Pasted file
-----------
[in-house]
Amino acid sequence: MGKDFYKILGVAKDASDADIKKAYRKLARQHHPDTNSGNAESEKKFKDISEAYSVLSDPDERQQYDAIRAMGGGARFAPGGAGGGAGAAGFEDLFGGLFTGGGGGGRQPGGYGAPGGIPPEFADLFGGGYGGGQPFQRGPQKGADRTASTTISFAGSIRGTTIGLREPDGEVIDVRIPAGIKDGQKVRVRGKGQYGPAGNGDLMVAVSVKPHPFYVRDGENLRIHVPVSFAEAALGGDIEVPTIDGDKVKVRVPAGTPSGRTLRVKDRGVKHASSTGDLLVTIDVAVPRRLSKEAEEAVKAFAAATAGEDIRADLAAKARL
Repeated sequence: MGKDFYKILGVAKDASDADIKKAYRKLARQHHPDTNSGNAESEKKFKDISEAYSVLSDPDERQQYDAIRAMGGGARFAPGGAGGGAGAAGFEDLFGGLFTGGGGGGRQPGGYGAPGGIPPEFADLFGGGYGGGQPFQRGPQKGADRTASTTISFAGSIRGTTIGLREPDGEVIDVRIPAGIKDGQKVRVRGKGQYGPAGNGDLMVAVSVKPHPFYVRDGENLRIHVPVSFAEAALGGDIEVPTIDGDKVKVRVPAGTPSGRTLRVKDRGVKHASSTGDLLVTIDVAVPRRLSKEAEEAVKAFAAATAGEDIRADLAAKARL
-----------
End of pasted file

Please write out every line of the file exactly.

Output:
[in-house]
Amino acid sequence: MGKDFYKILGVAKDASDADIKKAYRKLARQHHPDTNSGNAESEKKFKDISEAYSVLSDPDERQQYDAIRAMGGGARFAPGGAGGGAGAAGFEDLFGGLFTGGGGGGRQPGGYGAPGGIPPEFADLFGGGYGGGQPFQRGPQKGADRTASTTISFAGSIRGTTIGLREPDGEVIDVRIPAGIKDGQKVRVRGKGQYGPAGNGDLMVAVSVKPHPFYVRDGENLRIHVPVSFAEAALGGDIEVPTIDGDKVKVRVPAGTPSGRTLRVKDRGVKHASSTGDLLVTIDVAVPRRLSKEAEEAVKAFAAATAGEDIRADLAAKARL
Repeated sequence: MGKDFYKILGVAKDASDADIKKAYRKLARQHHPDTNSGNAESEKKFKDISEAYSVLSDPDERQQYDAIRAMGGGARFAPGGAGGGAGAAGFEDLFGGLFTGGGGGGRQPGGYGAPGGIPPEFADLFGGGYGGGQPFQRGPQKGADRTASTTISFAGSIRGTTIGLREPDGEVIDVRIPAGIKDGQKVRVRGKGQYGPAGNGDLMVAVSVKPHPFYVRDGENLRIHVPVSFAEAALGGDIEVPTIDGDKVKVRVPAGTPSGRTLRVKDRGVKHASSTGDLLVTIDVAVPRRLSKEAEEAVKAFAAATAGEDIRADLAAKARL